The use fertility clinics is going up, way up. According to a new study by the U.S. Center for Disease Control and Prevention the number of babies born with the help of fertility clinics has almost tripled since 1996.
Using in vitro fertilization treatments and embryo donation programs, fertility clinics accounted for 20,597 births in 1996 and an astonishing 60,190 births in 2009. The report focused on babies born via assisted reproductive technology (ART) procedures and the data was compiled from 441 fertility clinics.
The study also found the number of ART cycles doubled, from 64,036 in 1996 to 146,244 in 2009, but researchers say children born through these procedures are more likely than others to have difficult births because so many are born as twins or triplets.
“There’s no question that you are seeing steadily increasing utilization of these technologies,” said Senan Tipton, director of public affairs for the American Society for Reproductive Medicine.
The latest figures show1.4 percent of all U.S. births in 2009 were conceived with the help of fertility clinics. The highest IVF birth rates were in Massachusetts were four percent of all births in that state were conceived through fertility treatments.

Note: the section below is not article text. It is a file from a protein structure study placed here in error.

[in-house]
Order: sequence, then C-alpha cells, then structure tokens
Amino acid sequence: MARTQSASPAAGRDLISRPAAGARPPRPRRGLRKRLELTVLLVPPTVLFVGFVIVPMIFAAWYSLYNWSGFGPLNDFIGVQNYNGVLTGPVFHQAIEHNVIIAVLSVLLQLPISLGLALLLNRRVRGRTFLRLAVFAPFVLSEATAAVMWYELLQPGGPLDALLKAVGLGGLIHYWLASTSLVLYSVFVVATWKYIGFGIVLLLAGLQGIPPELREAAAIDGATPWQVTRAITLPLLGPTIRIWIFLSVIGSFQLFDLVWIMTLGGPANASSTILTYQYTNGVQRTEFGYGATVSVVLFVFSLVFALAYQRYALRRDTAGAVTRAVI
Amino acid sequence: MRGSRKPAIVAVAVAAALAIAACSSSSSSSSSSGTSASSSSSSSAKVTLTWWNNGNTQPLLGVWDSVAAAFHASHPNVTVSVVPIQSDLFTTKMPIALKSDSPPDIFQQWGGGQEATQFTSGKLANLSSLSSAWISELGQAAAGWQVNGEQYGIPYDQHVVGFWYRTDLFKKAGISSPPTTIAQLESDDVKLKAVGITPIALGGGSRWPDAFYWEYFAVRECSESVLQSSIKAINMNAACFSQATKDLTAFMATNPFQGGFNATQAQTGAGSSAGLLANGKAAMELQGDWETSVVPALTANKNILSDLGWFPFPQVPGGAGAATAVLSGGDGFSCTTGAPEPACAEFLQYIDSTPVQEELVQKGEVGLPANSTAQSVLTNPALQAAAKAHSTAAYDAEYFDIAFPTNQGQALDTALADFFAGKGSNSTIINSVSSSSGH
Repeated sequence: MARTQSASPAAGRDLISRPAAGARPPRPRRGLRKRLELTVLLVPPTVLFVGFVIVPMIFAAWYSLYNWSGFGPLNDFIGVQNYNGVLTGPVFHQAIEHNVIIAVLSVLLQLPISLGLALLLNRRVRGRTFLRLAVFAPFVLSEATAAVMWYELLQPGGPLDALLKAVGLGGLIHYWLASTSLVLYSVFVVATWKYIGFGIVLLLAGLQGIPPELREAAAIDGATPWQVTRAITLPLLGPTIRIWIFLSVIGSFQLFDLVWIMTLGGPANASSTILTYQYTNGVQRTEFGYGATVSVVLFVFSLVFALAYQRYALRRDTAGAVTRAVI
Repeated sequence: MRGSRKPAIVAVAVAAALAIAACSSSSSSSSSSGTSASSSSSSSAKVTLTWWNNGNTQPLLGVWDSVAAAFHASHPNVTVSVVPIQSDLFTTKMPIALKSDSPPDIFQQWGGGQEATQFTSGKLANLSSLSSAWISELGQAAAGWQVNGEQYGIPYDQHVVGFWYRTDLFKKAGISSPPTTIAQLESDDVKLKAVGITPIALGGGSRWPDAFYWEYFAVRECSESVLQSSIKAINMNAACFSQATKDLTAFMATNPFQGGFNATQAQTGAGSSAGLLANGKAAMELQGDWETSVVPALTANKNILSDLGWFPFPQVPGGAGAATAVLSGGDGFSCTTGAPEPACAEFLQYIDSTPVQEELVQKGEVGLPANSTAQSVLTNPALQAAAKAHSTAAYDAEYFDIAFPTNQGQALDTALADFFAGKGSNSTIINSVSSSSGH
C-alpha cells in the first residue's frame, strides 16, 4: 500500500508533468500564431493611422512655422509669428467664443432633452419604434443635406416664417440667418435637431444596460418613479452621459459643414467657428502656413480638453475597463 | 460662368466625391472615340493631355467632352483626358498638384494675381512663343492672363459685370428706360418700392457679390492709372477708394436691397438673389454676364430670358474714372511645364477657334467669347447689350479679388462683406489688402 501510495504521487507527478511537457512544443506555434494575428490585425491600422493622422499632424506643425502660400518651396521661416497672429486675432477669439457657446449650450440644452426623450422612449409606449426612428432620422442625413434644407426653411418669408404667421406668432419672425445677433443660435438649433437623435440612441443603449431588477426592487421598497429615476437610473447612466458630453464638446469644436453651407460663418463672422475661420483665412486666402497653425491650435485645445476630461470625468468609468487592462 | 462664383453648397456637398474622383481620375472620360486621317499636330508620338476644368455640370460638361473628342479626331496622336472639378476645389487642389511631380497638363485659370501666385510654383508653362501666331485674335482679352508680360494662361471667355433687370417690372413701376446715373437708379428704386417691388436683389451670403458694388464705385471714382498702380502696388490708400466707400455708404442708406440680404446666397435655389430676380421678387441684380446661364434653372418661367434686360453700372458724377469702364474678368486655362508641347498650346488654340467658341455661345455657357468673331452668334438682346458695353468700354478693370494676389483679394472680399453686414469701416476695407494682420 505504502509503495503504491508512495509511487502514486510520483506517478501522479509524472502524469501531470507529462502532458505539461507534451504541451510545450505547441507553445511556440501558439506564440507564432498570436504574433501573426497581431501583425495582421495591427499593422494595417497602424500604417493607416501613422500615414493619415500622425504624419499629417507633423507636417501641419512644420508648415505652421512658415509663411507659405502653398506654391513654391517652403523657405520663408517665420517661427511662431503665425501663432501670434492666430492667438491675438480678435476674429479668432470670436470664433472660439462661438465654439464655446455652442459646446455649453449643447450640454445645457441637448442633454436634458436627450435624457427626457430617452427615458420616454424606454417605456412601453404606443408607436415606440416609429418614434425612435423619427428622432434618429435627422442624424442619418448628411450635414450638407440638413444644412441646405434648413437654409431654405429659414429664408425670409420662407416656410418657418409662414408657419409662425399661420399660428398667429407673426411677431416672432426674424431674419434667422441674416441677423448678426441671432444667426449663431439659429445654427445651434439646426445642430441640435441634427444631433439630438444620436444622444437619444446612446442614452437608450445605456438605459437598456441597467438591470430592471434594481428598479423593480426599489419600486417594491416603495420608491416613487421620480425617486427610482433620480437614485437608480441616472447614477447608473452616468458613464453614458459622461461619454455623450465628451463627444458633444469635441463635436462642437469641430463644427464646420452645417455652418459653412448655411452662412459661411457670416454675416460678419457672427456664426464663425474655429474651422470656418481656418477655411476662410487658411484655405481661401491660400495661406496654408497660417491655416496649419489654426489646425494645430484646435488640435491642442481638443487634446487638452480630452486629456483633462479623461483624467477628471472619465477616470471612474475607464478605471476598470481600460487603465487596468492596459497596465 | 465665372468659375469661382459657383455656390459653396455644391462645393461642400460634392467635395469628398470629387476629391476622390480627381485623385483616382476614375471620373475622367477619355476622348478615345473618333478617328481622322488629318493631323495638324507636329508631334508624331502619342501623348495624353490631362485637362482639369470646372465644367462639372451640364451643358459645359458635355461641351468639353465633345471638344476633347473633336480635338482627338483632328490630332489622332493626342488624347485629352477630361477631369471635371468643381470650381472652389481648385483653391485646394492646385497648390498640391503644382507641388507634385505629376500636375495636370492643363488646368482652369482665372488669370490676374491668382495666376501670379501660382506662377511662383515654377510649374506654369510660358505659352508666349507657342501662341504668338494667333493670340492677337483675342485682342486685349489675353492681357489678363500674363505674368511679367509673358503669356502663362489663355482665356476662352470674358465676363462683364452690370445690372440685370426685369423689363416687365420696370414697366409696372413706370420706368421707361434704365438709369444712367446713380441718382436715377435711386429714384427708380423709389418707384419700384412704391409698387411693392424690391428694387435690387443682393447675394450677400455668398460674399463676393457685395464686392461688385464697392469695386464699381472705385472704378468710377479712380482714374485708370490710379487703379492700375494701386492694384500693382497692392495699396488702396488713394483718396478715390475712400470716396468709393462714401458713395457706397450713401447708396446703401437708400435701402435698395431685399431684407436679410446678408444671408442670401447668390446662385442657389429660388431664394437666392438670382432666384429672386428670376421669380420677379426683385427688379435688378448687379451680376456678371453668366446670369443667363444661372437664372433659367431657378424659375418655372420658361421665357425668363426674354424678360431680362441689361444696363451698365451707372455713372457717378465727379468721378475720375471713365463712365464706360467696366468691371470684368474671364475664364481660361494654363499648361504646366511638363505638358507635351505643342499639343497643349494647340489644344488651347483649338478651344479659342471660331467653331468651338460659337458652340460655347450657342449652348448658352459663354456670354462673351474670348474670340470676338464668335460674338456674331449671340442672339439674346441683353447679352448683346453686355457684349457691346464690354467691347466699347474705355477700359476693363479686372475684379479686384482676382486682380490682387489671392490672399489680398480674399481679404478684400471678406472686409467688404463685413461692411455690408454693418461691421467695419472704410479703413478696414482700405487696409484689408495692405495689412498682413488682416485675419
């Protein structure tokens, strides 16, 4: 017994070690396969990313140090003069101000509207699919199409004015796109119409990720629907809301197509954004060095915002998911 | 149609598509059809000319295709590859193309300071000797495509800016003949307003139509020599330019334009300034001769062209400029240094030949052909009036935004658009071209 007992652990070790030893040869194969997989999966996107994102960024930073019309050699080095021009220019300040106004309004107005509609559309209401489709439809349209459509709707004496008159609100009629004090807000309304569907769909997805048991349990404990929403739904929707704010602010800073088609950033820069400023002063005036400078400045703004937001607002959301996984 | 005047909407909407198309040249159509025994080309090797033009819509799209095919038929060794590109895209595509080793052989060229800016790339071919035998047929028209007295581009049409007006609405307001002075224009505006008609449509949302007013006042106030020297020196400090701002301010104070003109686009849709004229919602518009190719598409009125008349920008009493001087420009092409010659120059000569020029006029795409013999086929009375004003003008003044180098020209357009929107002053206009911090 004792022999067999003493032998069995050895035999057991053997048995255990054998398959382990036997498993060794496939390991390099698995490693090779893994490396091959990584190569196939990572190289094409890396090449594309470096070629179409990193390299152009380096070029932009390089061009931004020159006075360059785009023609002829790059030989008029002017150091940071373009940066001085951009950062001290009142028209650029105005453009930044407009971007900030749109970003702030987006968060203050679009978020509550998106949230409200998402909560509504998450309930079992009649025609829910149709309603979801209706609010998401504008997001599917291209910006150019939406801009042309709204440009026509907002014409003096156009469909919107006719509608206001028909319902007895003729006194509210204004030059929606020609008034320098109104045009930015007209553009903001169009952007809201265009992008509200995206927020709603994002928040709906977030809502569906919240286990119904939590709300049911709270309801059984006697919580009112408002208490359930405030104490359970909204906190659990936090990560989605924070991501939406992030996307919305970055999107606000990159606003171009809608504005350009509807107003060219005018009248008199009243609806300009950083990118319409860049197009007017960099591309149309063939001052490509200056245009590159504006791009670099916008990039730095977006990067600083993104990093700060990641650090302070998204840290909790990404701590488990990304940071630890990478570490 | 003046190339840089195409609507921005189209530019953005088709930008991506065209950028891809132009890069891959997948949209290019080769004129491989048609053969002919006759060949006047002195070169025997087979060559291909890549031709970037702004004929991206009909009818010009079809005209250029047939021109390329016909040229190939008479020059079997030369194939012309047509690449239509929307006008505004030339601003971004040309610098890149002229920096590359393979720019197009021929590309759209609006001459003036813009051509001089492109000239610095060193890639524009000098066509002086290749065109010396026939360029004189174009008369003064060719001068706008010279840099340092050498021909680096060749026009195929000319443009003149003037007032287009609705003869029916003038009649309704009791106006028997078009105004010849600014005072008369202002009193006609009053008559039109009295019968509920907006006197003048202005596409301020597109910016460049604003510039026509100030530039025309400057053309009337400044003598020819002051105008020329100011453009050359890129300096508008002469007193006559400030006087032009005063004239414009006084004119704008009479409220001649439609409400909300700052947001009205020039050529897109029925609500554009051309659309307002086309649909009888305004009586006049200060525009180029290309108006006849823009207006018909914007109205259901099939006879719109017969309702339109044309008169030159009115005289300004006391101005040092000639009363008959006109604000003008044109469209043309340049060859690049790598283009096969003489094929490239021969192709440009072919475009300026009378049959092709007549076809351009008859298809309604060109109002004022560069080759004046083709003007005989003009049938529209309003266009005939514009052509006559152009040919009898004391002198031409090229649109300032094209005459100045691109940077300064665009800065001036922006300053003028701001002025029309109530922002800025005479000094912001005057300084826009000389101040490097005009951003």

“That’s impressive because most of it is not covered by insurance, and obviously we’ve been in difficult economic times,” Tipton said.
In the study, the CDC collected data on in-vitro fertilization and related procedures that used a woman’s own eggs, those of an embryo donor or donated eggs. Notably, treatments where only sperm was handled, such as artificial insemination, were not included in the CDC report.
In the next report, the CDC said it may include data on pregnancies from sperm donors, so that the nation can have the best possible information when it talks about the rights of donor-conceived persons and women involved in fertility clinic treatments.